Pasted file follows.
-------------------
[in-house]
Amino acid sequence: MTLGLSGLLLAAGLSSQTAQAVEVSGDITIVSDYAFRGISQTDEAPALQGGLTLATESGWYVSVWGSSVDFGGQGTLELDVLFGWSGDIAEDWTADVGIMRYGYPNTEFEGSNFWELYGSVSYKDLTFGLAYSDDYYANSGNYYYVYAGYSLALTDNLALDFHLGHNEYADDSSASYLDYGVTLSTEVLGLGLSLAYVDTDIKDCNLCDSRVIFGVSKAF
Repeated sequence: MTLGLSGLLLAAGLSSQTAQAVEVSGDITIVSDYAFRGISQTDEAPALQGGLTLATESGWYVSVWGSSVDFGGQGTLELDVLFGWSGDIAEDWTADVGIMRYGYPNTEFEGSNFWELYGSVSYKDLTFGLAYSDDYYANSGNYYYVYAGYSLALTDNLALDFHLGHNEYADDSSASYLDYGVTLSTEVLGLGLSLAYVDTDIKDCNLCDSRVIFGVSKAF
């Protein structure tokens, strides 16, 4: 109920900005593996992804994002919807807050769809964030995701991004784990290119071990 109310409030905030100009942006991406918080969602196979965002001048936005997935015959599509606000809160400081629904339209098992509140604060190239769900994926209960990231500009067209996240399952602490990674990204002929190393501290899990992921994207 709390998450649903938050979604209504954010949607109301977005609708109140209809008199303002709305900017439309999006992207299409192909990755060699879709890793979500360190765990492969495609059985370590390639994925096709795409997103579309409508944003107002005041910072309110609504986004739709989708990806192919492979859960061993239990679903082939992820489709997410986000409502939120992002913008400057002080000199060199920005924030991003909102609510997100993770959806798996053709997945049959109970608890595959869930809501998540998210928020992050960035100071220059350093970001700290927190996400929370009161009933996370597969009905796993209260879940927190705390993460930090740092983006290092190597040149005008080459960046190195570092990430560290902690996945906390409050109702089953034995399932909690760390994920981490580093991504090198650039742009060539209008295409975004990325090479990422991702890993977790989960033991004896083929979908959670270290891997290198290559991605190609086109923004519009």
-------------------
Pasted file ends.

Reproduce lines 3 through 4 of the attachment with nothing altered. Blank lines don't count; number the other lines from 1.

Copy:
Repeated sequence: MTLGLSGLLLAAGLSSQTAQAVEVSGDITIVSDYAFRGISQTDEAPALQGGLTLATESGWYVSVWGSSVDFGGQGTLELDVLFGWSGDIAEDWTADVGIMRYGYPNTEFEGSNFWELYGSVSYKDLTFGLAYSDDYYANSGNYYYVYAGYSLALTDNLALDFHLGHNEYADDSSASYLDYGVTLSTEVLGLGLSLAYVDTDIKDCNLCDSRVIFGVSKAF
């Protein structure tokens, strides 16, 4: 109920900005593996992804994002919807807050769809964030995701991004784990290119071990 109310409030905030100009942006991406918080969602196979965002001048936005997935015959599509606000809160400081629904339209098992509140604060190239769900994926209960990231500009067209996240399952602490990674990204002929190393501290899990992921994207 709390998450649903938050979604209504954010949607109301977005609708109140209809008199303002709305900017439309999006992207299409192909990755060699879709890793979500360190765990492969495609059985370590390639994925096709795409997103579309409508944003107002005041910072309110609504986004739709989708990806192919492979859960061993239990679903082939992820489709997410986000409502939120992002913008400057002080000199060199920005924030991003909102609510997100993770959806798996053709997945049959109970608890595959869930809501998540998210928020992050960035100071220059350093970001700290927190996400929370009161009933996370597969009905796993209260879940927190705390993460930090740092983006290092190597040149005008080459960046190195570092990430560290902690996945906390409050109702089953034995399932909690760390994920981490580093991504090198650039742009060539209008295409975004990325090479990422991702890993977790989960033991004896083929979908959670270290891997290198290559991605190609086109923004519009």